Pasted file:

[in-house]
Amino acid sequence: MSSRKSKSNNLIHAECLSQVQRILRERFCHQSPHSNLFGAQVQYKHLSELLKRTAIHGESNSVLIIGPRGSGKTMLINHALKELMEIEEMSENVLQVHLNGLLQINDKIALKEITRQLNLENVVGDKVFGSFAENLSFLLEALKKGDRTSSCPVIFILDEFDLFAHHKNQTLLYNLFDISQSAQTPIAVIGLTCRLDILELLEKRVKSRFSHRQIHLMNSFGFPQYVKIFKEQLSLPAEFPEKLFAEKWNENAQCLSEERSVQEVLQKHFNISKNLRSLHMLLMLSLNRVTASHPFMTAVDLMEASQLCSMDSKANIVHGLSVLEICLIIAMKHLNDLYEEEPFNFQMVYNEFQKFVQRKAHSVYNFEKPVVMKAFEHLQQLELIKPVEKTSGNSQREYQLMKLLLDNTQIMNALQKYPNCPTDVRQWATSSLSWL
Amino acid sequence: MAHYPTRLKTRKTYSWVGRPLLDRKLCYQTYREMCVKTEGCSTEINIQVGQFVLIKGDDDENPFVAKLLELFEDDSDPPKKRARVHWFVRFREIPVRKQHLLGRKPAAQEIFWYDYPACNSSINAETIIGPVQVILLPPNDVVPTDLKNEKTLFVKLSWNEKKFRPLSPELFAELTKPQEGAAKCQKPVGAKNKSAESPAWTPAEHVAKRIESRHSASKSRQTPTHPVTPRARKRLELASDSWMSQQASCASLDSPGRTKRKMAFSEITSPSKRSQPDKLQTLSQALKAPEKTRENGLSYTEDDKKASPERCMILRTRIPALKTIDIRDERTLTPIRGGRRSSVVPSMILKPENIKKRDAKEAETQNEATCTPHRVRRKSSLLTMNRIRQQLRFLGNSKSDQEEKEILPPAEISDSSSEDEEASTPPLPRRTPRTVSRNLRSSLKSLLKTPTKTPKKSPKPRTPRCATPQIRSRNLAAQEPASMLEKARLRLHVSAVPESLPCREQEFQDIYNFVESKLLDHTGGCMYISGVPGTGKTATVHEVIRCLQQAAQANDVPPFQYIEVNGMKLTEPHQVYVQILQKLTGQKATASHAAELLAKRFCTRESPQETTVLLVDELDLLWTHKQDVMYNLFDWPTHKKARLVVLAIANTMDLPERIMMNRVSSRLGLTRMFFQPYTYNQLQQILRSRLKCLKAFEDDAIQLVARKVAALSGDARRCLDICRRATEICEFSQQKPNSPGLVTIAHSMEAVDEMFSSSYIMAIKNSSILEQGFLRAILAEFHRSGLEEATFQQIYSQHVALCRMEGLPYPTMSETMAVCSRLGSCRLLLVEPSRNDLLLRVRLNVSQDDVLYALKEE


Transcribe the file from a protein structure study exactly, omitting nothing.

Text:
[in-house]
Amino acid sequence: MSSRKSKSNNLIHAECLSQVQRILRERFCHQSPHSNLFGAQVQYKHLSELLKRTAIHGESNSVLIIGPRGSGKTMLINHALKELMEIEEMSENVLQVHLNGLLQINDKIALKEITRQLNLENVVGDKVFGSFAENLSFLLEALKKGDRTSSCPVIFILDEFDLFAHHKNQTLLYNLFDISQSAQTPIAVIGLTCRLDILELLEKRVKSRFSHRQIHLMNSFGFPQYVKIFKEQLSLPAEFPEKLFAEKWNENAQCLSEERSVQEVLQKHFNISKNLRSLHMLLMLSLNRVTASHPFMTAVDLMEASQLCSMDSKANIVHGLSVLEICLIIAMKHLNDLYEEEPFNFQMVYNEFQKFVQRKAHSVYNFEKPVVMKAFEHLQQLELIKPVEKTSGNSQREYQLMKLLLDNTQIMNALQKYPNCPTDVRQWATSSLSWL
Amino acid sequence: MAHYPTRLKTRKTYSWVGRPLLDRKLCYQTYREMCVKTEGCSTEINIQVGQFVLIKGDDDENPFVAKLLELFEDDSDPPKKRARVHWFVRFREIPVRKQHLLGRKPAAQEIFWYDYPACNSSINAETIIGPVQVILLPPNDVVPTDLKNEKTLFVKLSWNEKKFRPLSPELFAELTKPQEGAAKCQKPVGAKNKSAESPAWTPAEHVAKRIESRHSASKSRQTPTHPVTPRARKRLELASDSWMSQQASCASLDSPGRTKRKMAFSEITSPSKRSQPDKLQTLSQALKAPEKTRENGLSYTEDDKKASPERCMILRTRIPALKTIDIRDERTLTPIRGGRRSSVVPSMILKPENIKKRDAKEAETQNEATCTPHRVRRKSSLLTMNRIRQQLRFLGNSKSDQEEKEILPPAEISDSSSEDEEASTPPLPRRTPRTVSRNLRSSLKSLLKTPTKTPKKSPKPRTPRCATPQIRSRNLAAQEPASMLEKARLRLHVSAVPESLPCREQEFQDIYNFVESKLLDHTGGCMYISGVPGTGKTATVHEVIRCLQQAAQANDVPPFQYIEVNGMKLTEPHQVYVQILQKLTGQKATASHAAELLAKRFCTRESPQETTVLLVDELDLLWTHKQDVMYNLFDWPTHKKARLVVLAIANTMDLPERIMMNRVSSRLGLTRMFFQPYTYNQLQQILRSRLKCLKAFEDDAIQLVARKVAALSGDARRCLDICRRATEICEFSQQKPNSPGLVTIAHSMEAVDEMFSSSYIMAIKNSSILEQGFLRAILAEFHRSGLEEATFQQIYSQHVALCRMEGLPYPTMSETMAVCSRLGSCRLLLVEPSRNDLLLRVRLNVSQDDVLYALKEE